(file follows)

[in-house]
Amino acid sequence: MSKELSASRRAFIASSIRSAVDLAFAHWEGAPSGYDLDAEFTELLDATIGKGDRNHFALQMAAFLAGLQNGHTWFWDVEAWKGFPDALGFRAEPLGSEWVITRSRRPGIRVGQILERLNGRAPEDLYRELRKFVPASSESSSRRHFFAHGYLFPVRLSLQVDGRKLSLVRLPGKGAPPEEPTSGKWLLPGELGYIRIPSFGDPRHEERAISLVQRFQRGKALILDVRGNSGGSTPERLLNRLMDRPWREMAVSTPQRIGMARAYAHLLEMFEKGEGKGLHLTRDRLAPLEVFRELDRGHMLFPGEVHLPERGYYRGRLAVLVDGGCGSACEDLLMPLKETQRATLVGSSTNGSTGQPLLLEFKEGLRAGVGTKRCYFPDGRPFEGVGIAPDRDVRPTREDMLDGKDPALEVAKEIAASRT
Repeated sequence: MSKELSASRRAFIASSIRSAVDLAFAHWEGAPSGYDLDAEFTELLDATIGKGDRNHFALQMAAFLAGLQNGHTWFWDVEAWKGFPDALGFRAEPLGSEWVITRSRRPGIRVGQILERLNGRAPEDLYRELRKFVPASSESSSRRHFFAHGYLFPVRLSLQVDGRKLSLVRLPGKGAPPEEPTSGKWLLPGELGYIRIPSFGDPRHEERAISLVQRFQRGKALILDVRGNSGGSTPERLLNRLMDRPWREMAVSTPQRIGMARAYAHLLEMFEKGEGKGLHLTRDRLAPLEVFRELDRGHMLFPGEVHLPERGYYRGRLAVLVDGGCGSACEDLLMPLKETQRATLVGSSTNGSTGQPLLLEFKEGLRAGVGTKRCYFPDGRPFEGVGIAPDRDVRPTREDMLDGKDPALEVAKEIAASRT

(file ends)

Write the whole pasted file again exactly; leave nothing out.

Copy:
[in-house]
Amino acid sequence: MSKELSASRRAFIASSIRSAVDLAFAHWEGAPSGYDLDAEFTELLDATIGKGDRNHFALQMAAFLAGLQNGHTWFWDVEAWKGFPDALGFRAEPLGSEWVITRSRRPGIRVGQILERLNGRAPEDLYRELRKFVPASSESSSRRHFFAHGYLFPVRLSLQVDGRKLSLVRLPGKGAPPEEPTSGKWLLPGELGYIRIPSFGDPRHEERAISLVQRFQRGKALILDVRGNSGGSTPERLLNRLMDRPWREMAVSTPQRIGMARAYAHLLEMFEKGEGKGLHLTRDRLAPLEVFRELDRGHMLFPGEVHLPERGYYRGRLAVLVDGGCGSACEDLLMPLKETQRATLVGSSTNGSTGQPLLLEFKEGLRAGVGTKRCYFPDGRPFEGVGIAPDRDVRPTREDMLDGKDPALEVAKEIAASRT
Repeated sequence: MSKELSASRRAFIASSIRSAVDLAFAHWEGAPSGYDLDAEFTELLDATIGKGDRNHFALQMAAFLAGLQNGHTWFWDVEAWKGFPDALGFRAEPLGSEWVITRSRRPGIRVGQILERLNGRAPEDLYRELRKFVPASSESSSRRHFFAHGYLFPVRLSLQVDGRKLSLVRLPGKGAPPEEPTSGKWLLPGELGYIRIPSFGDPRHEERAISLVQRFQRGKALILDVRGNSGGSTPERLLNRLMDRPWREMAVSTPQRIGMARAYAHLLEMFEKGEGKGLHLTRDRLAPLEVFRELDRGHMLFPGEVHLPERGYYRGRLAVLVDGGCGSACEDLLMPLKETQRATLVGSSTNGSTGQPLLLEFKEGLRAGVGTKRCYFPDGRPFEGVGIAPDRDVRPTREDMLDGKDPALEVAKEIAASRT